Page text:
The guesthouse was constructed upon the original rock walls of a former stable. The thick rock walls provided the support for the two-story building, which is both the residence for the owners, with a rustic dining room downstairs, and a guesthouse with a loft and three guest rooms upstairs. It was built when it was very difficult to get building materials and Andrzej said it took 10 years, from 1986 to 1995 to complete. The rooms were plain but comfortable and ours was the only one with a private bath.

Despite the weather, our first day touring villages together had been interesting and enjoyable, and we slept very well that night in the peaceful and quiet surroundings of the country.

Friday, May 18

Breakfast was a buffet with the usual selection of bread & rolls, cold cuts, boiled eggs, cereal, and fruit but with home made white cheese and yogurt & fresh vegetables (tomatoes, radishes, cucumbers) from their garden. They also suggested we make sandwiches to take with us for lunch. We got on the road about 9:30 and took Hwy 149 southwest out of Wangerin, turning off at Winningen (Winniki) to go to Teschendorf (Ciesyno). Here we stopped to see the church, which was built in 1740, and the grave of one of the estate owners, von Wedel, who was born in 1799, I believe. We took a dirt road to see the lake (Wothschwien See) where Grandpa Carl Maas skated in the winter. The lake has a maximum depth of 28 m and is 2 km wide and 9.5 km long. Then we returned to Hwy 149 driving thru the dense forest and took the turnoff north to Vehlingsdorf (Wielen Pomorski). At each of the churches Kasia found someone to open the church so we could get inside. We checked around the abandoned cemetery (except for 3 Polish graves, presumably post WWII) but saw only a couple of iron crosses lying in the weeds. It appeared that all other iron grave markers had been ripped from the stone bases and taken away. We left a small donation with the man who opened the church for us.

Next we went to Braunsforth (Brod) where Julius and Emilie Maass lived for over 20 years until they immigrated to the US in 1895. Braunsforth is a very old village which is known to have had residents as far back as 1500-1300 BC. The first record of the name Braunsforth dates to 1498 AD. Kasia found someone to open the church and a young boy offered to lead us up the stairs to the bell tower (the oldest part of the church) where we got to see the church bell that had been made for the church in 1855 by the estate owner, Hugo von Wedel. This bell would have been in use when Julius and Emilie Maass lived in Braunsforth. The von Wedel’s were members of the aristocratic family that owned 1000’s of acres of land around Braunsforth for several centuries.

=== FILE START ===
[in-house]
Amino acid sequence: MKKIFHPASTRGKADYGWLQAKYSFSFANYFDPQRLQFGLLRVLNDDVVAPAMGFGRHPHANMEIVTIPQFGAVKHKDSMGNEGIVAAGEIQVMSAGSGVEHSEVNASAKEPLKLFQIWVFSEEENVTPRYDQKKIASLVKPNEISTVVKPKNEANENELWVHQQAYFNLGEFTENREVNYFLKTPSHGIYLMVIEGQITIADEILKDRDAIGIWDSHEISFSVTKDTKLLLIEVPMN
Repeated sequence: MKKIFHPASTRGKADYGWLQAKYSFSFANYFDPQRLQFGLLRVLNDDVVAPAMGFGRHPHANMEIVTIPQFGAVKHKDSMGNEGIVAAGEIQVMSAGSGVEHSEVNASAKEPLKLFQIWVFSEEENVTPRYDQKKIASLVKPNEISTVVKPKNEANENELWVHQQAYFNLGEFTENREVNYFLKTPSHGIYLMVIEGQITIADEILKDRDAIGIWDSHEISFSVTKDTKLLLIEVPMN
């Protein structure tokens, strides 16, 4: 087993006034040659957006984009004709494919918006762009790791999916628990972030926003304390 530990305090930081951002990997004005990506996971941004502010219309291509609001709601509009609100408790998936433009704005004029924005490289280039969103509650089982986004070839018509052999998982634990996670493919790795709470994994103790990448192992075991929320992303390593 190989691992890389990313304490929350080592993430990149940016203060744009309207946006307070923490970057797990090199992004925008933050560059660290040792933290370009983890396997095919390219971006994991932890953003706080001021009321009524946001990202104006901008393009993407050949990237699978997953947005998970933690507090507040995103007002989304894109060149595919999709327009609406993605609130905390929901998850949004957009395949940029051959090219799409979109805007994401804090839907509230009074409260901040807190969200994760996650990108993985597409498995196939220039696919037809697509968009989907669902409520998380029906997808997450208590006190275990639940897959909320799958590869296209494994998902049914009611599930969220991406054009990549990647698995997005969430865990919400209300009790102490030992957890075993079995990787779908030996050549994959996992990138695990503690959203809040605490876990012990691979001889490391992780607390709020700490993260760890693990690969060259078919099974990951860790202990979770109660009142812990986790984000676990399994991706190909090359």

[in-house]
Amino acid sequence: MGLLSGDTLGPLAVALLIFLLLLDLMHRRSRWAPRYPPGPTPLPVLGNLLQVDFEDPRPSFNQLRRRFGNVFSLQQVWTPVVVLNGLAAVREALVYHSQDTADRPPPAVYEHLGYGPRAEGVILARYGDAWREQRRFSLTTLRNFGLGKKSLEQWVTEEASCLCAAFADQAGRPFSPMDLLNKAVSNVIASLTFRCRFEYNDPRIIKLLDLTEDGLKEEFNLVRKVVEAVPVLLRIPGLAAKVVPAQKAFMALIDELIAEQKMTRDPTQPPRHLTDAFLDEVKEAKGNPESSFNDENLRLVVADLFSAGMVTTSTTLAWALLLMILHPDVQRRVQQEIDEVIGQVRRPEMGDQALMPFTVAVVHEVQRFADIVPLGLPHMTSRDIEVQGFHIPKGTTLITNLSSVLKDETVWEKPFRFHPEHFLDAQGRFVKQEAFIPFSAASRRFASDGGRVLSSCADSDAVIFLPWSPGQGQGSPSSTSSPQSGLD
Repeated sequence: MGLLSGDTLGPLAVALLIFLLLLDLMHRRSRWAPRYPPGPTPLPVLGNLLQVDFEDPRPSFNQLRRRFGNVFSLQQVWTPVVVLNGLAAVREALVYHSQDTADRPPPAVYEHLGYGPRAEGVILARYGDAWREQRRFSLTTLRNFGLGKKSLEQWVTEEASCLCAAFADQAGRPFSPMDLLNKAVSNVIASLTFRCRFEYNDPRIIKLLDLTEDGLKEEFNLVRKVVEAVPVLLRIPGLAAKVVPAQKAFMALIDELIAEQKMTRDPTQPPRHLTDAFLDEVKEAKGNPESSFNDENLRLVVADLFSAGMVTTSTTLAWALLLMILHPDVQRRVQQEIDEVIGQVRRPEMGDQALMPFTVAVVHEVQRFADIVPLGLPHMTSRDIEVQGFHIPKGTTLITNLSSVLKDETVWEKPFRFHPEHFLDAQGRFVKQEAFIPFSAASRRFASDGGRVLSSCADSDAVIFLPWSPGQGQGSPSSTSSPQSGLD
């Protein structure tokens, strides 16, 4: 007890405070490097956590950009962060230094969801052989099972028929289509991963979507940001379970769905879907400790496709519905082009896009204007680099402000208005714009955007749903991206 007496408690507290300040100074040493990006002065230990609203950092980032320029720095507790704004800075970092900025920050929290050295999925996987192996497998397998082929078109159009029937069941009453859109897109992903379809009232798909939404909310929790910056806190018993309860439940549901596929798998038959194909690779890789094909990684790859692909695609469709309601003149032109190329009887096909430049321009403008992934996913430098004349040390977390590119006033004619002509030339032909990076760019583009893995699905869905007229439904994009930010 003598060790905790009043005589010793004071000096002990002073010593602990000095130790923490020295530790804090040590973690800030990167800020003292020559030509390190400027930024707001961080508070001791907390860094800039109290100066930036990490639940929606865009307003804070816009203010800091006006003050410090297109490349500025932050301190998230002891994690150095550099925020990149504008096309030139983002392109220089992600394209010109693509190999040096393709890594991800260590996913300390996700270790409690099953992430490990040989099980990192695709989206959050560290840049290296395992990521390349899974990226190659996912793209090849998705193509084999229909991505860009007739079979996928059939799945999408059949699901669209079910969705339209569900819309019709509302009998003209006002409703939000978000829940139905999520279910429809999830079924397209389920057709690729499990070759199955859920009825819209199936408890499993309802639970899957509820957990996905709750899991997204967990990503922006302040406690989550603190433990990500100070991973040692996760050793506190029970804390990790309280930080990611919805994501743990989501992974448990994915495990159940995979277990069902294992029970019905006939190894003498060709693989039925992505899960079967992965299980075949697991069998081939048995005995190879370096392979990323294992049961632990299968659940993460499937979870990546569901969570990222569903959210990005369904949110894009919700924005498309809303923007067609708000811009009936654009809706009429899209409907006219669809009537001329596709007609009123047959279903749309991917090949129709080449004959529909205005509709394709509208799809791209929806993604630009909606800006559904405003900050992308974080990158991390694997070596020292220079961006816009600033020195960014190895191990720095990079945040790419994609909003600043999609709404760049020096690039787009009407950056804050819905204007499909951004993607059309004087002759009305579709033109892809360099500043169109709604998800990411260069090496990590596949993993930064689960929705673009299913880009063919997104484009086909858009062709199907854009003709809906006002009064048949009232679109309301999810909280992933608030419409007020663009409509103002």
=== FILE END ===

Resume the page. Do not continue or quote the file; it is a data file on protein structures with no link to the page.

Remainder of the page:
As we left the church, we asked Kasia about a restroom and she said there were probably no public toilets but she would ask to use one in the house across the street. The couple living there, Mr. and Mrs. Banc, were very hospitable and friendly. While talking to them, they mentioned that the von Wedel manor had a new owner and was being renovated so we went to see it. A man and woman working there (the owners I believe) asked us if we would like to go inside to see what they had done. Only the second floor was finished but the results were very impressive. Beautifully varnished wood floors, walls painted with decorative borders and the family crest, and a huge bathroom with a jacuzzi tub, two sinks, two toilets and walls tiled with beautiful green ceramic tiles. The owners showed us a notebook full of information and pictures of the mansion from sometime before WWII. Renovation was to take about four years he said. Previously, the Poles had used the building for a school.

Julius had been the head shepherd in Braunsforth, but when we were there in 1999 we were unable to find evidence of the sheep barns that appeared on an 1890’s map to be about a kilometer south of Braunsforth. When we asked the manor owner about the sheep barn, he said that only the ruins of the foundation were left. He knew where it was because they go there to pick mushrooms and he offered to go with us to help find it. Because the car would only hold four of us, Romek agreed to wait for us at the church. It was just south of where the village road intersects with Hwy 145, on the east side of the Hwy 145 where there is an abrupt break between the trees and a cultivated field. The ruins were in a grove of trees where we never would have found them without his help. Remnants of rock and tile foundations for two separate structures appeared to be the foundations of a house as well as that of a sheep barn. I couldn’t help wondering if this was where the Julius Maass family lived. The trees growing in and around the ruins are about 6-8 inches in diameter and are probably 50 years old more or less. He said the field outside the forest was not very fertile and believed it would have been a meadow for grazing the sheep.